Nimoo is an indoors kitty. Period. Don’t even try to convince me otherwise.
She’s had her front claws de-tendonized so they’re useless for defense. Yes, I know very well that she could probably still defend herself nicely – of course I know this. You should see the scars on my arms. She’s quite handy with those back claws and her teeth. She’s never been an outdoors kitty and doesn’t know the ropes. Outdoor kitties in Vancouver have an estimated average life span of three years. They’re far more susceptible to nasty illnesses and injury than indoors kitties. When I’ve taken her outside she becomes this feral, nasty, miserable little ball of snarls.
But still, she clearly longs to be outside. She’ll lean against the screens. She clearly rejoices when the screens go in and she can smell outside. She’ll try to sneak out the door given any opportunity. Also she’s very clearly not very happy right now. She did manage to not pee anywhere but her litterbox (that I’ve found at least) today, but that doesn’t erase three straight days of ‘commentary’.
So I took her outside this evening. I’d been in and out getting the garbage and recycling out, and figured I’d sit on the veranda and cool off. But there was Moo, purring at the door. So I grabbed her and carried her around the front yard.
I showed her the sprinkler in the neighbour’s yard. She got her paws on the big maple tree, got to bat at the fronds of the hedge, leaves on the small maple, stand briefly in grass. Then we sat on the veranda and listened to the city sounds … and a cat fight nearby. Two minutes later Moo hissed, as a black kitty slunk past. Another couple of minutes, and the other scrapper turned up, Izzy, a kitty that hangs around a lot. Moo positively freaked. Izzy had dared to come up the stairs! Snarls and hisses and yooowwwwwrrrrrrrs sent Izzy scampering.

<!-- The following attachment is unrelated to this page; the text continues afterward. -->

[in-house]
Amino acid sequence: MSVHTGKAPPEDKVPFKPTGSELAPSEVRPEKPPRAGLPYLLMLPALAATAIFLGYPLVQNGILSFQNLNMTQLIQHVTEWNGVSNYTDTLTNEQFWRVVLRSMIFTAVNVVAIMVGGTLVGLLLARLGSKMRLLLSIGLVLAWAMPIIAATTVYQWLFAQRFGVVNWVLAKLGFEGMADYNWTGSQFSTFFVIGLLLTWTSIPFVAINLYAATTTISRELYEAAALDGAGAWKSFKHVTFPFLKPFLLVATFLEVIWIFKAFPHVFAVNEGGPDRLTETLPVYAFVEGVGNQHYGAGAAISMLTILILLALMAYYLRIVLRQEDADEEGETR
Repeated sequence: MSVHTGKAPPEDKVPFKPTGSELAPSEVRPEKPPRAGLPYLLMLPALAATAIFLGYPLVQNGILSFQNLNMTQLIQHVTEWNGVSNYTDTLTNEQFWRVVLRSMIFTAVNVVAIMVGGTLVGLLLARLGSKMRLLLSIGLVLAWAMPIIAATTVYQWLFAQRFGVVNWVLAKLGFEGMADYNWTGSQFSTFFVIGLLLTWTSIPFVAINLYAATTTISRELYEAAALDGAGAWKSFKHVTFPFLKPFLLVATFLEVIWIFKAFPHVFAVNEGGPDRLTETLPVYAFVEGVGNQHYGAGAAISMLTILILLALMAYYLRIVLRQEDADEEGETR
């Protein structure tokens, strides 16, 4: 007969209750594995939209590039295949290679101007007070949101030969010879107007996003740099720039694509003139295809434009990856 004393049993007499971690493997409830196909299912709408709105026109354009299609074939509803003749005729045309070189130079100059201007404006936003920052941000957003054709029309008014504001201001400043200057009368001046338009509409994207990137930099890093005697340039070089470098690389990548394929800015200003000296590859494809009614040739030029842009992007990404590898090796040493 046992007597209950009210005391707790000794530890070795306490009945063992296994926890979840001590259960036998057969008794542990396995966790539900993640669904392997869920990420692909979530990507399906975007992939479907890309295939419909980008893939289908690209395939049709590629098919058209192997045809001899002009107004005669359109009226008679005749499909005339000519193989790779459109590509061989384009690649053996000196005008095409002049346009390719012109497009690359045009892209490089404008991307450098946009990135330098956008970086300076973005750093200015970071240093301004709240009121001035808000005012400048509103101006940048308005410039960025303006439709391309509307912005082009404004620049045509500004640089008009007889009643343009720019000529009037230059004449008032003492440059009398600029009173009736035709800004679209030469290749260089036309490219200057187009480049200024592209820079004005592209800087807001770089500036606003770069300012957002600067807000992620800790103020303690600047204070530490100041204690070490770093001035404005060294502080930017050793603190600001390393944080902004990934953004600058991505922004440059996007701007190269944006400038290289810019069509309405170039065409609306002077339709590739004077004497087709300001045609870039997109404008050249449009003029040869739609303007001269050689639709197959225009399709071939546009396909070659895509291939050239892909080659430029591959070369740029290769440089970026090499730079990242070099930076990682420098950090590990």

This did trigger a bit of the old Moo, the Moo who left those scars on my arms. She never used to have an off switch for aggression – it was sweet lapkitty, or savage tear-your-aorta-out kitty, and once the latter made her appearance it was hard to get back to lapkitty. So the snarling furball yowled her way back inside while trying to rip through my wrist.
She’s now leaning against the livingroom window screen, on full alert. There’s a little new attitude there. I think she’s proud – she defended her turf.